My mother-in-law, Emma, started working as a farmworker at the age of 19. The daughter of a bracero, she joined her father in Napa to work beside him in the fields. A few years in, everything changed. A young organizer named Cesar Chavez came to town. At first workers were scared but they were soon inspired to make a better life by joining the farmworkers union. As longtime worker advocate Aurelio Hurtado recalls, “He had a simple message: we're people and are not afraid of anything when it comes to our future. We're here to work, not to beg.”
Turns out, Republicans have had a few other things on their to-do list this month. The downside is that just about everything they want to do just makes life harder for working people in California. While they don't seem to care about a balanced budget, here are a few things that Republicans would like to do for the people of California…
When I was growing up, my dad was a union laborer, helping build tunnels and bridges throughout the Bay. He could be old-school and had a lot of rules I didn't like (no slurping my straw at a restaurant, no backtalk, no whining when he brushed my hair too hard) so I got more than my share of spankings.
But there were a few of my dad's rules that I took to heart and one of the most important ones was that your word is all you got. He told me that you live by your commitments or you get no respect. We all learn that lesson at some point, right?
But now it sounds like those who have spent decades preaching personal responsibility have changed their minds about what that means. Conservative superstar Newt Gingrich recently proposed that states be allowed to declare bankruptcy for one specific purpose: to break commitments made to workers and retirees.
We Californians are a pretty proud bunch. We like living in a state that has been in the forefront of pushing for workers’ rights, civil rights, and environmental protection. We are happy to lead the way and watch the rest of the nation follow.
But every year, we hear the same smack talking. You know the line: “California has a terrible business climate.” We hear it over and over from the employer associations and Republican politicians. They say businesses are leaving because we have too much regulation, high business taxes, and too many worker protections.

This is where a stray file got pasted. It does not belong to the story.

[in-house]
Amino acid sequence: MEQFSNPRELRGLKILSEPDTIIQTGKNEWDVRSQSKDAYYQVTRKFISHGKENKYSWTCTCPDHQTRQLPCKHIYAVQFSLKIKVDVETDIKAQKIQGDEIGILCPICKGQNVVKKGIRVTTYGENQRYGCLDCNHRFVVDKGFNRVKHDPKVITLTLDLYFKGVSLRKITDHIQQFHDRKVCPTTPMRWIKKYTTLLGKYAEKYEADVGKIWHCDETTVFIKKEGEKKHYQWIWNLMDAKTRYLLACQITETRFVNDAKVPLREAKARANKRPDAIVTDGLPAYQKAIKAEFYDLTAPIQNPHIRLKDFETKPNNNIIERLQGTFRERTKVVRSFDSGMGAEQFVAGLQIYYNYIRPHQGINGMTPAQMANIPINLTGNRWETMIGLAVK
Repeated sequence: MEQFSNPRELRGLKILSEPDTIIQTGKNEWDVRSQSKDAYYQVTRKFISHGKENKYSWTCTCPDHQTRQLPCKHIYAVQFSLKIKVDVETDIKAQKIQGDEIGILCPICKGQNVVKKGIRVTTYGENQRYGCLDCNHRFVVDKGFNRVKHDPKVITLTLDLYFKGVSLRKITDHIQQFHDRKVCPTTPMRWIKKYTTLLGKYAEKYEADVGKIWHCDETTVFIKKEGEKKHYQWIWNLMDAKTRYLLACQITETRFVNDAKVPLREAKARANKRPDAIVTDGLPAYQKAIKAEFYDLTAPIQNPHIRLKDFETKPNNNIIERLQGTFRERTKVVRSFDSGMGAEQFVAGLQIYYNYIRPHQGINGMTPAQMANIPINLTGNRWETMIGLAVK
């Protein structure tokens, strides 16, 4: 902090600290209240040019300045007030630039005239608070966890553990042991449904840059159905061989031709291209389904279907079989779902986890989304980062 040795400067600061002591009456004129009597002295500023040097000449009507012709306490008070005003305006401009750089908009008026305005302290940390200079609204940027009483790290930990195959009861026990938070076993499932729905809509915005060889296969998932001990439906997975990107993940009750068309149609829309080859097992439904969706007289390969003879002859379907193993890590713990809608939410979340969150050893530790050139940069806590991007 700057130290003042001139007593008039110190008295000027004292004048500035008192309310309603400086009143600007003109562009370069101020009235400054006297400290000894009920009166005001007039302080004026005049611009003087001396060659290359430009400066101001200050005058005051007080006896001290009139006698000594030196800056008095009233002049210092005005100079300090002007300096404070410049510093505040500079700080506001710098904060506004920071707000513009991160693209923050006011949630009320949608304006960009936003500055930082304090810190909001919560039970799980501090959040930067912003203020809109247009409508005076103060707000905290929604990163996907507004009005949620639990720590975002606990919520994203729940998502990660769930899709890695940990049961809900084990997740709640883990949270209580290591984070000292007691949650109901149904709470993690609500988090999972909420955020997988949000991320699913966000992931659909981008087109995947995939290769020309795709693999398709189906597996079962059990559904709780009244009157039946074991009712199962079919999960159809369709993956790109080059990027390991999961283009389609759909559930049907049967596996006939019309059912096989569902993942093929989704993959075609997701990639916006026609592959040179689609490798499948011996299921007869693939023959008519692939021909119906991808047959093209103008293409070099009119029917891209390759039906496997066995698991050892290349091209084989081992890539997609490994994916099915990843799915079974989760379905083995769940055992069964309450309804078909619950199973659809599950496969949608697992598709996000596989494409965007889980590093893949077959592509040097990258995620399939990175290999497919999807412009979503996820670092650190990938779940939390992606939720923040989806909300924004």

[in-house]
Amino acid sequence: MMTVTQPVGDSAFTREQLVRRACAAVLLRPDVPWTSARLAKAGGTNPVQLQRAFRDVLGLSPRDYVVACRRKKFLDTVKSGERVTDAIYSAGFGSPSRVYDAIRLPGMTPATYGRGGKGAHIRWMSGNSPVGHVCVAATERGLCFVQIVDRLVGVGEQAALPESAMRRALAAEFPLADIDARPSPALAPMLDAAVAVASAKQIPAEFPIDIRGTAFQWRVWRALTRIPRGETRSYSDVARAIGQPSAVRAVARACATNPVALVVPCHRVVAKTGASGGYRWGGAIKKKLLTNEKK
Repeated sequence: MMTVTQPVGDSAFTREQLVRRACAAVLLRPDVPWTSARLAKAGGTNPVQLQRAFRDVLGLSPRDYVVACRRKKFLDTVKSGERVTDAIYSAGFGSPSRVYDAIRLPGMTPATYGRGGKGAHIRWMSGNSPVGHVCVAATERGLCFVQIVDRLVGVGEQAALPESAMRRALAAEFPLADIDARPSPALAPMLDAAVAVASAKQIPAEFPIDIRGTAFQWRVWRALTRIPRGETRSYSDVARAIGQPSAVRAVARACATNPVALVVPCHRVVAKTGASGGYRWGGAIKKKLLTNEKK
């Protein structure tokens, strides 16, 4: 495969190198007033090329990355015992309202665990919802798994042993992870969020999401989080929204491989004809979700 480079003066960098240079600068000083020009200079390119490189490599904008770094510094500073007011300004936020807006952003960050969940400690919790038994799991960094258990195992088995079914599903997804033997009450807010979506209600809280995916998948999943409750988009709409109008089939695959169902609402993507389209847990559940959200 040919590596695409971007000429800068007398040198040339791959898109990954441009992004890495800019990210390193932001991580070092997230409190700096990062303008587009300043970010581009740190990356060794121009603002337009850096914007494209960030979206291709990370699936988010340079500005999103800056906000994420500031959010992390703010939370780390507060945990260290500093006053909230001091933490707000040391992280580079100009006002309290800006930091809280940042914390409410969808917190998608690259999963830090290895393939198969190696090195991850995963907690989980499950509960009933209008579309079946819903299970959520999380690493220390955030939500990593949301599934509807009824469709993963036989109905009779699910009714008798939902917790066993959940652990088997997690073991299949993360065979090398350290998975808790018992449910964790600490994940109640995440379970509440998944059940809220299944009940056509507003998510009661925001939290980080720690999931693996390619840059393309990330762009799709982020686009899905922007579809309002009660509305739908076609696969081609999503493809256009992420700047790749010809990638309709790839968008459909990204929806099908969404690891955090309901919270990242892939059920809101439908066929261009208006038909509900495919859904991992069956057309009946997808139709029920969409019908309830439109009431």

Wow, they make it sound so bad it's almost like they are trying to convince companies to leave! And I’m not sure who he considers “productive people,” but workers across the country have been setting records for productivity. And I haven’t heard about all these “productive people” jumping on buses out of state. As for businesses fleeing, a recent Public Policy Institute of California (PPIC) study already debunked that myth.
Sorry, but I couldn’t help myself. I was four years old when Reagan was elected. At the age of 10, when my parents got divorced, I had no doubt that Reagan was to blame. I know, it sounds silly. But I grew up in a union family and my parents believed in The Labor Movement (yes, with caps) like it was a religion. The reality is that Reagan’s presidency was devastating for union workers.
“If I get murdered tomorrow doing my job, how much will you give my family and what will you say to my children?” Napa State Hospital social worker Corinne Weaver's haunting question brought the overflow crowd to their feet. Hundreds of Napa State workers filled the room, testifying to the level of danger and violence they must confront everyday.
Last week's forum on how to improve safety for patients and workers at the Napa State Hospital was convened by newly elected Assembly Member Michael Allen and co-hosted with Senator Noreen Evans. Workers finally had an opportunity to speak publicly about the working conditions that have been overlooked for years.
According to the LA Times, Rep. Darrell Issa plans to scrap President Obama's home loan modification program. The Home Affordable Modification Program (HAMP) offers incentives to home loan servicers who successfully got families into modified loans, preventing unnecessary foreclosures. The program was put in place in the face of widespread evidence that loan modifications were not happening. Between April 2009 and October 2010, 1.4 million Americans were able to keep their homes due to HAMP loan modifications.